We had everything set up in the corner of his room, with a modest practice amp, facing a corner closet.One of the times that he was out of the room and it was my turn to record I began to undeniably sense that inside the closet just in front of me, there was a small boy. It wasn’t really ‘scary’ per se, at least at first. I didn’t see him, the way I can see my own hand in front of my face, but I saw him in my mind’s eye. A young boy, sunken- eyed, a bit frail, not reaching out to me or gesticulating in any way, I could just tell he was there. Mostly I felt his presence and an associated feeling of melancholy associated with it. As I began to shift my focus more and more on this energy and away from what I was doing, the feeling of the boy’s own discontent or I’d even say acute misery, became overwhelming – to such a point that my eyes filled up and began to tear. Over the course of what was probably less than 2-minutes it peaked and I began trembling. I threw down the guitar, fleeing the room and calling out my friend’s name. When I explained this to him he became partially moved by it, but naturally a bit wound up and somewhat angry with me. After all I’d just discovered/witnessed the ghost of a little boy, in all its gloom, living inside his closet.

Five years later, in 2008 a friend of mine who had attended the same school after I had, explained that she had befriended someone who now occupied that very room on the 4th floor of Watch Hill. She was unaware of my experience there, but she knew I had spent time there and wanted to tell me that her friend, now living in that room presently at that time, had told her that ‘the ghost of a little boy lives in my closet’ – completely unaware of my story, never having met me or crossed paths as I had graduated years before he even began attending. I became emotional. I had tried to sort it out in my own mind in the years that followed my experience, rationalizing it, telling myself it was purely psychological, and resolved to believe my imagination to be the origin of that experience. Upon this confirmation I’ve since been convinced that it had to be real, thus affirming my belief that on some level, even if science has yet to explain it, the spiritual world is a real one.

Yet since then – and it’s perhaps something that I can attest to down the line where I have more time on the subject, I very much also believe that that world is not merely the world of the ghosts / energies of peoples (and animal / plant / earth energies) that have lived and died, but that there are also forces that aren’t of human origin, forces of good and evil that are very much alive in the spiritual world – and very much active in our world. Science may be able to explain it one day, smug atheists may scoff at it now – or then, but it’s real – and related more to another experience and not so much these few accounts – if there’s one bit of insight I can lend – as humbly as possible – it would be to say to be advised when messing with matters of this nature and don’t take them quite so lightly. Sometimes one can open doors that they may not be able to close.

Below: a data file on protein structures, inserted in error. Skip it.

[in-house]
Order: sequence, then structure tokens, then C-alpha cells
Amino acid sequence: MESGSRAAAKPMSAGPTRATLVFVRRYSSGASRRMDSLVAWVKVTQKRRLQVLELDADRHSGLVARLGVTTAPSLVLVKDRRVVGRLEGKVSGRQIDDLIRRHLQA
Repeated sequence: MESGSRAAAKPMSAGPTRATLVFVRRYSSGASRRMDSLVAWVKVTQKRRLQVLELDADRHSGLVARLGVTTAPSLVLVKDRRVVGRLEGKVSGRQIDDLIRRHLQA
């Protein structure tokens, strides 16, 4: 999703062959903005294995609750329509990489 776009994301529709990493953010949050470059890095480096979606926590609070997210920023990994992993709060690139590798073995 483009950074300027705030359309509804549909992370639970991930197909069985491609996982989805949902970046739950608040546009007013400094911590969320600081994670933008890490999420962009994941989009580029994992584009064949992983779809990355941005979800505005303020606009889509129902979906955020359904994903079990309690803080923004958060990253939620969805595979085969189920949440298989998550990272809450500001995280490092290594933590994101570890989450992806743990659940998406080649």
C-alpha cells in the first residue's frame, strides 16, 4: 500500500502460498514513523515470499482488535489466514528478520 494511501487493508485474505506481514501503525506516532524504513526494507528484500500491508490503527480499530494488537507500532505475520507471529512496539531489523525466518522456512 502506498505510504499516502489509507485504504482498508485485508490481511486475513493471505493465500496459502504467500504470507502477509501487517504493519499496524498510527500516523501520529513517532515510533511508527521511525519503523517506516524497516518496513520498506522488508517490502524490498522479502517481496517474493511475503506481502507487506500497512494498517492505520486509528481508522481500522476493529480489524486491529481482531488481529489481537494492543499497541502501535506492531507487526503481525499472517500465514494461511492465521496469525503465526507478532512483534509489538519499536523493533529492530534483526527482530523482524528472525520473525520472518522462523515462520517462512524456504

**Union Cemetery is a cemetery that is located near Stepney Road in Easton, Connecticut. The site dates back to the 17th century and is reputed to be one of the most haunted cemeteries not only in Connecticut, but also in the entire United States. “The White Lady” The most famous character said to haunt the cemetery is the mysterious “White Lady”, who has been reported by many witnesses, including police and firemen. She is described as having long, dark hair and wears what looks like a white nightgown and a white bonnet. The White Lady usually appears in the roadway along Route 59 or sometimes 111, often being “hit” by vehicles when she appears out of nowhere. But she is never found after the fact, nor is there ever any damage to the vehicles that pass through the mournful woman. People who have “hit” the White Lady with their car have never had any damage turn up on their vehicles, except in the case of an off-duty fireman in 1993. He was driving his pickup somewhere between Union Cemetery and Stepney Cemetery, which is ten miles away, when the road in front of him took on a reddish glow. In those few surreal seconds, he saw a farmer with a straw hat sitting beside him and a lady in white approaching in the roadway with her hands reaching out toward him. He slammed on the brakes, but it was too late. He heard a thud and even ended up with a dent from the impact, yet no trace of the woman, or the farmer who had been sitting beside him, was ever found. The fact that he heard and was left with physical evidence of the impact is most unusual in cases of cars driving through or into apparitions. The White Lady is also said to haunt the nearby Stepney Cemetery in Monroe, Connecticut. It is believed that she walks back and forth between the two. Another character considered to haunt the cemetery is “Red Eyes”. A person walking by the cemetery caught a glimpse of a pair of red eyes in the brush peering at him through the darkness. As he ran from the entity, he heard footsteps following him. Cosmic Society’s Donna Kent speculates that it was the specter of Earle Kellog, a man who was set afire across the street and burned to death in 1935, or a man, killed by a drunken driver, who provided his name—and a number of choice expletives—to a group of boys trying to capture electronic voice phenomena (EVP) in the cemetery one night.